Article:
Farrar and colleagues propose a potential strategy for inhibiting progenitor B cells from becoming cancerous.

May 8, 2017

A research team led by Michael FarrarProfessor and Utz Chair in Fundamental Immunobiology, investigated transcription factor networks as prognostic markers of disease severity.  They report their findings in “Antagonism of B cell enhancer networks by STAT5 drives leukemia and poor patient survival” published in the April 2017 issue of Nature Immunology.

 

LMP Research Spotlight

Farrar and colleagues reveal role of key transcription factor networks in acute lymphoblastic leukemia

Treatment of children with B-cell acute lymphoblastic leukemia (B-ALL), the most common of childhood cancers, has been one of cancer chemotherapy’s success stories, with 80-90 percent of treated patients eclipsing the five-year event free benchmark.  Yet B-ALL remains a leading cause of cancer-related death in children and young adults. A research team led by Michael FarrarProfessor and Utz Chair in Fundamental Immunobiology, investigated transcription factor networks as prognostic markers of disease severity.  They report their findings in “Antagonism of B cell enhancer networks by STAT5 drives leukemia and poor patient survival” published in the April 2017 issue of Nature Immunology.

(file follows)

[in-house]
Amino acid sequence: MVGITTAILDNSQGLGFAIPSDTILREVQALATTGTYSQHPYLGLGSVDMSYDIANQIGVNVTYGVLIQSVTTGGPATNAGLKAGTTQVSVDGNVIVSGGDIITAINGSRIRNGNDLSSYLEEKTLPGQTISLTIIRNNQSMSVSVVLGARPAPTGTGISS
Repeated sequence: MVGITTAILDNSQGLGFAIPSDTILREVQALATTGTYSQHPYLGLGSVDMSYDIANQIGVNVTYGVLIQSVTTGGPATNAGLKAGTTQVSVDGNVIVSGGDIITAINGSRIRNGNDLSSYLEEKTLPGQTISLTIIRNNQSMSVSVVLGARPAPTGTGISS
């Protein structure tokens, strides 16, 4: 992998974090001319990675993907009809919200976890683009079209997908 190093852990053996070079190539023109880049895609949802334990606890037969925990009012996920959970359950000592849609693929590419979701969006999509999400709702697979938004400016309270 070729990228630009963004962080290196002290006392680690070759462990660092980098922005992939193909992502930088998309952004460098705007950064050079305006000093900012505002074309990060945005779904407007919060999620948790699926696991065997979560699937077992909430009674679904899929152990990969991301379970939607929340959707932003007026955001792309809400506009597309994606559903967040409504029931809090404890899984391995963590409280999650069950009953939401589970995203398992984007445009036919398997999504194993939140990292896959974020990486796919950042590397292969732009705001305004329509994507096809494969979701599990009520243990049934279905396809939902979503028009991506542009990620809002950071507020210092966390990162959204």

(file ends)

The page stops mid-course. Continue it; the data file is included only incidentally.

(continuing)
In earlier studies Farrar identified the transcription factor STAT5 as key to the transformation of progenitor B cells into leukemic cells, though the underlying mechanism for transformation was unclear.  In the newly published paper he and colleagues identify regulatory competition between STAT5 and the transcription factors IKAROS and NF-κB.  The STAT5 interaction with the IKAROS - NF-κB network serves as a “molecular switch” governing the proliferation, survival and differentiation of progenitor B cells.  The authors found that high regulatory imbalance between these antagonistic transcription-factor networks serves as a marker for severe disease and poor response to therapy.  They propose that addressing the regulatory imbalance is a potential strategy for inhibiting progenitor B cells from becoming cancerous.

For all of Dr. Farrar's publications click here